I have somewhat stopped actively blogging mostly because the number of people that read the posts were not as high as say an Instagram or Facebook post. Those updates are short and to the point, but lack an intimate story; in the end, I think most people just didn’t have the time to read a long story.
This story is different.
This story is about a climb that I saw in the first couple of years that I started climbing; this climb is called “Gaia”.
To give what limited background knowledge I have on this climb, here goes:
gritstone route at Blackrocks, near Matlock, UK
FA by Johnny Dawes in 1986
height is about 8 meters
I first saw a video of Gaia in the movie “Hard Grit”. For those who haven’t seen the video, the climber falls in the crux of the route, comes within a few feet of the ground and absolutely hammers the corner, spinning a few times. It looks as though he breaks his ankle but I’m told that he was actually ok. Never-the-less, the falls looks absolutely terrifying, hence the E-grade.
This past weekend I attended the Arco Rockmaster Festival which is a Masters competition with a qualifying Open round. I decided to only do lead this year as well as the Speed Climbing World Cup.
In the Speed World Cup, I almost beat my Personal Best (8.83) with a final time of 8.91. Full results HERE. This was very good preparation for the upcoming Lead and Speed World Championships in Spain.
In Lead, I cruised through the semi finals route by placing second. In the Final round, which is after work, I placed 3rd after narrowly beating Jakob Schubert from Austria. The winner for the first time was Sachi Amma from Japan and second place went to Francesco Vettorata from Italy.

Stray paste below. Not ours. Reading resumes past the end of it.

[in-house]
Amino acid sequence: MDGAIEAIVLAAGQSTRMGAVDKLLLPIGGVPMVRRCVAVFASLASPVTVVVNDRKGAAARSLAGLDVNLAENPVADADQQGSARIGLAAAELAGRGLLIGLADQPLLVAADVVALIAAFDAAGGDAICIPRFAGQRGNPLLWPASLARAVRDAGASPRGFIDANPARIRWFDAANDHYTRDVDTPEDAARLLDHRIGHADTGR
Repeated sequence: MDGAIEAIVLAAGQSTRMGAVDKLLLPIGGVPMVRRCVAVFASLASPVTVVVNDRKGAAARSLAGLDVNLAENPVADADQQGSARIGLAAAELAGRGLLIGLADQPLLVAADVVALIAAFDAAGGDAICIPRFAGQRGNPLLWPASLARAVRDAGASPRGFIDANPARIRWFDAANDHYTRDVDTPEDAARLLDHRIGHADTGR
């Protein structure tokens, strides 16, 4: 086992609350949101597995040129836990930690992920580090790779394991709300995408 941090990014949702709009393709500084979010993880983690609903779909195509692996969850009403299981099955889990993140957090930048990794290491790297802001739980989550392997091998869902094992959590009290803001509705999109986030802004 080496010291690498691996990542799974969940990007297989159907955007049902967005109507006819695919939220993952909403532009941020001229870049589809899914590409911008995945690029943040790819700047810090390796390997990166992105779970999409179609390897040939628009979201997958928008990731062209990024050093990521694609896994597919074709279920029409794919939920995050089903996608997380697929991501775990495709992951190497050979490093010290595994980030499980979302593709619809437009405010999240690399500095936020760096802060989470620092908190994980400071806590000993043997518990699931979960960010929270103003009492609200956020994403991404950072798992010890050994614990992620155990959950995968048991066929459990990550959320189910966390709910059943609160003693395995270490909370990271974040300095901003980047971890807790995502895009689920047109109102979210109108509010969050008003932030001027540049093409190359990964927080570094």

On the final day of the event was the highly anticipated “Duel”. For those of you who don’t know what it is, it is Speed Lead climbing. This was the final Duel from 2013. The route is easier than in qualifications but the goal is to go fast. I qualified in third place and slowly made my way up the ranks. Here is the final race for 1st and 2nd with good friend Jakob Schubert.
Although I haven’t had time to write a fully detailed recap of Psicocomp at OR this year, I think that between the videos, my posts and this final clip the message is clear, Psicocomp was awesome. It is a unique event that has latched onto the spirit of so many climbers. It’s a mix of bouldering, lead and speed. To throw in a curve ball, there is also a fear aspect which usually doesn’t come into play in competition climbing, at least not at the World Cup level.
Here is the final video of Psicocomp, brought to us by Louder Than 11. This video was very well put together and shows a lot of emotion from the climbers. Hats off to LT11.
On this LINK, you can have access to every one of the races at Psicocomp and I’m sure most of you know that I set the record somewhere at around 42 seconds in the quarter finals against last year’s winner Jimmy Webb.
For me, I’m off to Munich for the Boulder World Championships. Slightly different than Psicobloc, but not easier in any way. Different… let’s leave it at that.